This is, again hard to argue with.  It would of course have been easier had the profession embraced the GTC and turned it into a truly representative body representing our professional ideals.  We didn’t.  It does, however lack humility.  The teaching profession would do well to remember that it is a service provider.  The group centrally involved in this process is children and families, not teachers.  This makes Theheadsroundtable vulnerable to accusations of being a self-interest group.

So, here are the 5 Grinch Principles of Educational Change:

  1. The pace of educational change should prioritise the needs of children & their future prospects;
  2. Schools have a moral obligation to offer all their students the chance to succeed;
  3. Educational change should begin by identifying the desired outcomes for children; this should be prioritised above the interests of any other stakeholder;
  4. Prioritising high quality, research informed teaching & learning and the curriculum will lead to world-class assessment and accountability;
  5. Future education policy should be decided by the elected politicians, given mandate by the British people. The teaching profession should be consulted but only those demonstrating altruism and objectivity should be centrally involved in developing future education policy.  The interests of children and families should be at the centre of the decision-making process.

PS: Don’t tell me the people didn’t vote Tory at the last election.  The people voted to make this chaos possible.  We got what we wished for at the ballot box. (those of us who could be bothered)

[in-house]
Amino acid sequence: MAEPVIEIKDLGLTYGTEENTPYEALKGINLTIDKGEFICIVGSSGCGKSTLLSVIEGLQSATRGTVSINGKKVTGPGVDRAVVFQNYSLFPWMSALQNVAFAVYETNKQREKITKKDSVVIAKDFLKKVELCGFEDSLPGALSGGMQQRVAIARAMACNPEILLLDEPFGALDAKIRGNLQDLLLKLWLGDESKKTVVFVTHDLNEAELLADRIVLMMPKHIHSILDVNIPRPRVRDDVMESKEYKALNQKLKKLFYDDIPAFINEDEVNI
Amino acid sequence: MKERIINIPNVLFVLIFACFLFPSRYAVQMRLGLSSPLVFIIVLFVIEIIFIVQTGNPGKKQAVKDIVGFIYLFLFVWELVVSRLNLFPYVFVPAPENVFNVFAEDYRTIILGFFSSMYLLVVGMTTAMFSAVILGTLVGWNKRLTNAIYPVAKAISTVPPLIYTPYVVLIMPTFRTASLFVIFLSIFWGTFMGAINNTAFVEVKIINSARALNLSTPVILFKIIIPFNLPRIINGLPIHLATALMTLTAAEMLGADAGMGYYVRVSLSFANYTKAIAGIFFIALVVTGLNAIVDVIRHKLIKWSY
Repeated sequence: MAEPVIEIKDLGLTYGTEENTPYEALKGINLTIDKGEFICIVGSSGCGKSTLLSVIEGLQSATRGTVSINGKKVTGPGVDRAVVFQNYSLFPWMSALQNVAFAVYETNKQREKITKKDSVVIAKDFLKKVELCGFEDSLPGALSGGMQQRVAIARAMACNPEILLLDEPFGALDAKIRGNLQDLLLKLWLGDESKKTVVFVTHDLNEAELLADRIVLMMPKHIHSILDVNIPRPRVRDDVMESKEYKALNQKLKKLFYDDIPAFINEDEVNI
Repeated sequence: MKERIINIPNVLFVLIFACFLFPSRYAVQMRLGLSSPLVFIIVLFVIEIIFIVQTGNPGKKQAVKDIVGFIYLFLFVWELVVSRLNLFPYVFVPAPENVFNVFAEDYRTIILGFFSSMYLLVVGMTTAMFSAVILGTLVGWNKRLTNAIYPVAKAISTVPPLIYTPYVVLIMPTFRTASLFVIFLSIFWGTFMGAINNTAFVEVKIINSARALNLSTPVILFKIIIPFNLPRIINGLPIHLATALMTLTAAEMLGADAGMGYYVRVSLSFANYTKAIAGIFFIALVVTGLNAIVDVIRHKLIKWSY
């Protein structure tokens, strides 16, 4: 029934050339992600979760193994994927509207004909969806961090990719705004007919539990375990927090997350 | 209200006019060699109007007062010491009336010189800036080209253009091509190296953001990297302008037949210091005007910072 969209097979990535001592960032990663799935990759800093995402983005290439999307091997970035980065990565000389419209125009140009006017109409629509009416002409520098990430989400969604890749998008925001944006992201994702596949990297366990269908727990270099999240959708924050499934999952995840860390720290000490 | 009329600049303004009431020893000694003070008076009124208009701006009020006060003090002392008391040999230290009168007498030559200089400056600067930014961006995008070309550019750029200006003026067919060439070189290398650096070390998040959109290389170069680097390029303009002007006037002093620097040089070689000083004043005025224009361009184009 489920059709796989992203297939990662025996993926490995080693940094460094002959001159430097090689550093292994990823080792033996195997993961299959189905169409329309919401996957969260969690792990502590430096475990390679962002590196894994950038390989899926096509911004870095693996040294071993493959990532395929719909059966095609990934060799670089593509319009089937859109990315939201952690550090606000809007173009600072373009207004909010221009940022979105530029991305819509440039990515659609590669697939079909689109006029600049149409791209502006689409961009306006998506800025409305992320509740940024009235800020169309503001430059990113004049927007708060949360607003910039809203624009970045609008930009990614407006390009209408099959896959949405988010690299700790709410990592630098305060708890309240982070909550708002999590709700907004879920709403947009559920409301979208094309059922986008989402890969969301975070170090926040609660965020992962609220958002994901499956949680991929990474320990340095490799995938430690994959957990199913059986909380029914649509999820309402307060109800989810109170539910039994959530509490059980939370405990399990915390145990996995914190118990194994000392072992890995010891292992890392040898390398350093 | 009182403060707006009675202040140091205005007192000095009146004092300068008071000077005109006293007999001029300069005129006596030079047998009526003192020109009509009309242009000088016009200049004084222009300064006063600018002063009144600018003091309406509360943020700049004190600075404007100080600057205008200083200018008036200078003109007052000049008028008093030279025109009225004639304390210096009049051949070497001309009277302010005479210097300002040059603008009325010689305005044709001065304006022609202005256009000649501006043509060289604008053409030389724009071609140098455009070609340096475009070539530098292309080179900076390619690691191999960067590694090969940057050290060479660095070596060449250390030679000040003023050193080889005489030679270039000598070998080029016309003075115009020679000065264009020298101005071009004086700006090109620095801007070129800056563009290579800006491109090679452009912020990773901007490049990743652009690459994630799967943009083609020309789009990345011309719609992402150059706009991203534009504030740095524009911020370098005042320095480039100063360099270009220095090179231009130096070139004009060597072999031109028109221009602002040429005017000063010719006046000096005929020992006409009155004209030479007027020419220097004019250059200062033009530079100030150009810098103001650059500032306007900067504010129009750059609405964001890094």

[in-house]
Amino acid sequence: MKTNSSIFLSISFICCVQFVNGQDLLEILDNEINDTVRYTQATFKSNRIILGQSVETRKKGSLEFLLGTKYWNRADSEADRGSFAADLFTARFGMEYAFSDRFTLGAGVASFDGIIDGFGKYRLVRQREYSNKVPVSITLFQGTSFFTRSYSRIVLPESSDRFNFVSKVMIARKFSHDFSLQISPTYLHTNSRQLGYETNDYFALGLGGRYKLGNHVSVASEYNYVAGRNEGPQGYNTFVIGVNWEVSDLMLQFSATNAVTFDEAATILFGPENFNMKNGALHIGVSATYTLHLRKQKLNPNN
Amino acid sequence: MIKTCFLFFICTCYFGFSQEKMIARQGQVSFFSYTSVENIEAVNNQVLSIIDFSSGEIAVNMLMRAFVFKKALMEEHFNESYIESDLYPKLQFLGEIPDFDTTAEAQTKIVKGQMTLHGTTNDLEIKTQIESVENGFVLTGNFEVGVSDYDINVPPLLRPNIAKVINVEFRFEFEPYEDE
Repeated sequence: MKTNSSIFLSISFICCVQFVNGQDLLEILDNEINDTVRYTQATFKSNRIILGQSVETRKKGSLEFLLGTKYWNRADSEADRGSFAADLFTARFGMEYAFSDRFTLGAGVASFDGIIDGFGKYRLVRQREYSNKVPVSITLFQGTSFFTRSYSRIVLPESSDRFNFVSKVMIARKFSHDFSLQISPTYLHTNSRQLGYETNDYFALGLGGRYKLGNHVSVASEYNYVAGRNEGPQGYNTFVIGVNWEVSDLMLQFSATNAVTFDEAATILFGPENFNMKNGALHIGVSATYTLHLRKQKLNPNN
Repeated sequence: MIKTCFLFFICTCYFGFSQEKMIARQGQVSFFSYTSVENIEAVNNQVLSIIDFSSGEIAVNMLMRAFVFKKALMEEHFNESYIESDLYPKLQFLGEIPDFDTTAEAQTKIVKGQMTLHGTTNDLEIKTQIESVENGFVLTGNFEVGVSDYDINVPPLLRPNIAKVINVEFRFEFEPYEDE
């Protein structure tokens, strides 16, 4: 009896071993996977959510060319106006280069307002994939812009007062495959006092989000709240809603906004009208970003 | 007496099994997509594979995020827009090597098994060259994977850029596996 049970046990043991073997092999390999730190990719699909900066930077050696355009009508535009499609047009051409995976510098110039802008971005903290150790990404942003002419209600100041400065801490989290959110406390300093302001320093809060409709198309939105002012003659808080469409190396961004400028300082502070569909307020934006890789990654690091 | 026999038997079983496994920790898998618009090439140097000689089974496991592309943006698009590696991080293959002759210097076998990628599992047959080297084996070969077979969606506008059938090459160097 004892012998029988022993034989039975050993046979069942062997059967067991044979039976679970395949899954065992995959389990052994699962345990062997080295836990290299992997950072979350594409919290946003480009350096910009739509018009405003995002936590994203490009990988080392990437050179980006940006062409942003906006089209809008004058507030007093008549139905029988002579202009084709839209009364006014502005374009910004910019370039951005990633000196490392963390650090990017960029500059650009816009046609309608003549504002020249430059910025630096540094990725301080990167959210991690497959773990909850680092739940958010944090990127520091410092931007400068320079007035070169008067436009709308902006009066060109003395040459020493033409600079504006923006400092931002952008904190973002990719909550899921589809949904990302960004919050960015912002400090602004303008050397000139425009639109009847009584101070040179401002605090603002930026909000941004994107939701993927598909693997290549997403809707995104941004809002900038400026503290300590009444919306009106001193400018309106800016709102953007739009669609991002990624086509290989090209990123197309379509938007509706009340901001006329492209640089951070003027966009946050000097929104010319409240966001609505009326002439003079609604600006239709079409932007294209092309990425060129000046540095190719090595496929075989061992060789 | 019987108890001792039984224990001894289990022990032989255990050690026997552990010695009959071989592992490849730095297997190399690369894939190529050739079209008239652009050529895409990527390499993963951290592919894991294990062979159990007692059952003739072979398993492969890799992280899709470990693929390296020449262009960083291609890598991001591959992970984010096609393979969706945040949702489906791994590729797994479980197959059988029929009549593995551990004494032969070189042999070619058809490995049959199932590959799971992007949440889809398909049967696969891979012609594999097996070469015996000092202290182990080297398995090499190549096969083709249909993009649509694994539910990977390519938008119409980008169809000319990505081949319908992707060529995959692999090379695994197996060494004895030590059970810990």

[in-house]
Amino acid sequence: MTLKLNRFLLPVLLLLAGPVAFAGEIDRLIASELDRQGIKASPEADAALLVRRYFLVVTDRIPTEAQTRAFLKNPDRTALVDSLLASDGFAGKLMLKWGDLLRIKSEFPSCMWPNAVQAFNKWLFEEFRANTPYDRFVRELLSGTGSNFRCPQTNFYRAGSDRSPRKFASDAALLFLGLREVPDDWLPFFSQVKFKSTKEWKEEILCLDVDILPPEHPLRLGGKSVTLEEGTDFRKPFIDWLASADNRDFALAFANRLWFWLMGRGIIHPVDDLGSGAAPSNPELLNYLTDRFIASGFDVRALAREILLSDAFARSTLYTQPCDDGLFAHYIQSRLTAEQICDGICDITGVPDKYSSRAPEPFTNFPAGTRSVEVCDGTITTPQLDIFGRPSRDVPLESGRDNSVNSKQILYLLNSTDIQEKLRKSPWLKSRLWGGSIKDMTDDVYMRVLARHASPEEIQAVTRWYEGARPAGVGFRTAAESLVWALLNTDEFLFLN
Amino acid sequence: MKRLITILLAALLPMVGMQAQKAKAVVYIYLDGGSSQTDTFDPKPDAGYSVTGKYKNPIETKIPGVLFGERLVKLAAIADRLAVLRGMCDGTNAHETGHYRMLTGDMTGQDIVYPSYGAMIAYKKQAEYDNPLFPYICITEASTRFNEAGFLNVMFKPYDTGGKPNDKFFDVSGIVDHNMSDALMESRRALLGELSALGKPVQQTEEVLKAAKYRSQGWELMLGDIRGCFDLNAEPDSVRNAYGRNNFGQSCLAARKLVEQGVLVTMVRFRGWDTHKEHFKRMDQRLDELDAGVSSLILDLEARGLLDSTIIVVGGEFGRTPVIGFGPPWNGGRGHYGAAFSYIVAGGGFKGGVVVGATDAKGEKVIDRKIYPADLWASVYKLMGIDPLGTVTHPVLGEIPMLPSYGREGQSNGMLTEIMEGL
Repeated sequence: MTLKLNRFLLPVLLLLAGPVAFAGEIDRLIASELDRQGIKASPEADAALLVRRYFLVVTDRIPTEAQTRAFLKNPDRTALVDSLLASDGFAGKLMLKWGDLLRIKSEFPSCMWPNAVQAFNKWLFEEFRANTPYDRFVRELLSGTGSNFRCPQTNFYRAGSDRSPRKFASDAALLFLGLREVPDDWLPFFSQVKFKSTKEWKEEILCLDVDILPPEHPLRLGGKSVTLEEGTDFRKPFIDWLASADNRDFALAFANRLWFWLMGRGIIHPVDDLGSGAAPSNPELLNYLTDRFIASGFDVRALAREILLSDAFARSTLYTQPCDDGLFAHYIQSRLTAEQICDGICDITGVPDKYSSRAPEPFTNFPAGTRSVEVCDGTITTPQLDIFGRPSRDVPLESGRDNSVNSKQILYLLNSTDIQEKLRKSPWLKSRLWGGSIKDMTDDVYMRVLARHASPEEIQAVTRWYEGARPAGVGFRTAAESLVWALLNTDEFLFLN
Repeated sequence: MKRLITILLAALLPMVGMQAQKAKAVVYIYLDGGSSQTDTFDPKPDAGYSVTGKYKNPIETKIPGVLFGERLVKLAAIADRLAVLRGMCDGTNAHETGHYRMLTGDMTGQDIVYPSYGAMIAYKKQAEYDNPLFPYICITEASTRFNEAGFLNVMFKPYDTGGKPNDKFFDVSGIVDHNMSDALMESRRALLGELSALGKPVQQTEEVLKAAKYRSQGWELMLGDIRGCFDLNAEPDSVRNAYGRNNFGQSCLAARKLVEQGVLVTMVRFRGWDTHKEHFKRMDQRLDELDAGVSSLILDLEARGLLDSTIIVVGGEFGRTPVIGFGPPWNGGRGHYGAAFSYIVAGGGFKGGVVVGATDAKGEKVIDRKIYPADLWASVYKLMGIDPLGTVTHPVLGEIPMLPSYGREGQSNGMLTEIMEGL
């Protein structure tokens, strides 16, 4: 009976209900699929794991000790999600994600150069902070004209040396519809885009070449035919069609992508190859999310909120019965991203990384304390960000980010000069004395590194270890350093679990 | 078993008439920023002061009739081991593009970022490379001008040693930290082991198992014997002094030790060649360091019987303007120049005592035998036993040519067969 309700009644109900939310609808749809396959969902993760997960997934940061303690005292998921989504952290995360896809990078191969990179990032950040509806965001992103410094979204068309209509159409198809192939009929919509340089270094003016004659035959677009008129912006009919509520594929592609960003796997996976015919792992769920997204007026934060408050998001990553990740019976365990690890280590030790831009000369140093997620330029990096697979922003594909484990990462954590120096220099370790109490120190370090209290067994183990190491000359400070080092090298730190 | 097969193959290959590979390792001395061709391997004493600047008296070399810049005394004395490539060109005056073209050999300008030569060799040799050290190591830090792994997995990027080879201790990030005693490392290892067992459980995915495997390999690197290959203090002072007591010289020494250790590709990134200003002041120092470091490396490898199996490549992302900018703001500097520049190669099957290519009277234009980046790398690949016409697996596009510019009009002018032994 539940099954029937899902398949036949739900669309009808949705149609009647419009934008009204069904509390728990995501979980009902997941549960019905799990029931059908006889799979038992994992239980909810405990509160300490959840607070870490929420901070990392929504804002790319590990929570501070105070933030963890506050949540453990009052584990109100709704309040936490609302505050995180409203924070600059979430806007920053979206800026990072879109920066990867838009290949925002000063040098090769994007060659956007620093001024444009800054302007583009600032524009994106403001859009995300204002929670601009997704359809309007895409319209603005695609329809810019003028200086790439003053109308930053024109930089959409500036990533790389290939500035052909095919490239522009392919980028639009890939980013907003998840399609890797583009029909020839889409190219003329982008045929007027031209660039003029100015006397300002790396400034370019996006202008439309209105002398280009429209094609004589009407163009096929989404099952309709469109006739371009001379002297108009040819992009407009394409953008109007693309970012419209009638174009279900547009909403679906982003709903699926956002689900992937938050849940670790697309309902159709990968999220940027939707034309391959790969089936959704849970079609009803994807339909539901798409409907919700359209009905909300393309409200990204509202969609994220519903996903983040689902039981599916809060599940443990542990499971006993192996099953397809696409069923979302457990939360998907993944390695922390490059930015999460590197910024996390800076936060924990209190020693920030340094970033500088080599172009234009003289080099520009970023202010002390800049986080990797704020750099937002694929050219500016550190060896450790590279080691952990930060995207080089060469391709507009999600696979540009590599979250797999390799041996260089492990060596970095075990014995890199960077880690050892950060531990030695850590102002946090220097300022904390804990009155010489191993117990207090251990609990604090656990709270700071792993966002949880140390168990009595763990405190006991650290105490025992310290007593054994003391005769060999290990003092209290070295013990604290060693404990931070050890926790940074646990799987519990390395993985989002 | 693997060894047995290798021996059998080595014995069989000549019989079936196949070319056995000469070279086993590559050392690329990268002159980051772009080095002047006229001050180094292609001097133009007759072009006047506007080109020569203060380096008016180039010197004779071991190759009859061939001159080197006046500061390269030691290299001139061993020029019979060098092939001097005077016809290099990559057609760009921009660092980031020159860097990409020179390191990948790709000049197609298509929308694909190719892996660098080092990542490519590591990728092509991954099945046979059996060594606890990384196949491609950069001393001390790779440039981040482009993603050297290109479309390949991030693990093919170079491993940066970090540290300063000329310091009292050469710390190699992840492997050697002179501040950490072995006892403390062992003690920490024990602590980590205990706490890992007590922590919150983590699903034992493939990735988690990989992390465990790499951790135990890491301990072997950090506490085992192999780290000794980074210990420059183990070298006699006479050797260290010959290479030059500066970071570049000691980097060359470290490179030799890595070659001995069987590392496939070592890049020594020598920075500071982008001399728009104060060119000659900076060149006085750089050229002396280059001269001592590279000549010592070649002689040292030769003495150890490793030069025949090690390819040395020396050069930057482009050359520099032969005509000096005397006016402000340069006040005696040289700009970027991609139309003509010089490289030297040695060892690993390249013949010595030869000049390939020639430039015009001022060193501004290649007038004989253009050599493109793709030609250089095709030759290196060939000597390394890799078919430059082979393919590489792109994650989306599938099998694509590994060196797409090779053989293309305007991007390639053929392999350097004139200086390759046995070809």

3 thoughts on “Guiding Principles of the Grinch Manifesto

  1. I’m surprised to see you identify yourself as a progressive educator. Do you make a distinction between being ‘progressive’ in general outlook and being ‘A Progressive’?

  2. Excellent stuff. I agree that setting up a ‘counter group’ like this makes you seem as one dimensional in your philosophy as the government policies you are opposed to. And surely any decent professional in education knows you have to use a myriad of methods approaches and ideas to do the best for the children placed in from of you.
    However I am not sure you what you mean when you say teachers ‘corporate behaviour’ has let us down over the last 30 years. How have we done that?
    @dukkhaboy

  3. I share many of your concerns about the Heateachers’ Roundtable.

    And I agree with you about the set up of the GTC – as you say it was done badly. Teachers should automatically (and at no personal cost) become members of it when they’re awarded their QTS. Then they should elect an executive to oversee each sector.

    But this is where we diverge, I’m afraid. An elected GTC running the DfE would have, in my view, much more credibility than ministerial appointees (even if s/he has been elected to Paliament). To date, except for one that I can think of, they’ve had no educational experience beyond being a pupil. The head of the GTC would furthermore be subject to the scrutiny of and answerable to the cross party Educational subcommittee, in the same way that the Governor of the Bank of England is.

    Every teacher I’ve ever met has wanted to do the best they can for their students, so we can wholeheartedly agree on points 1-3.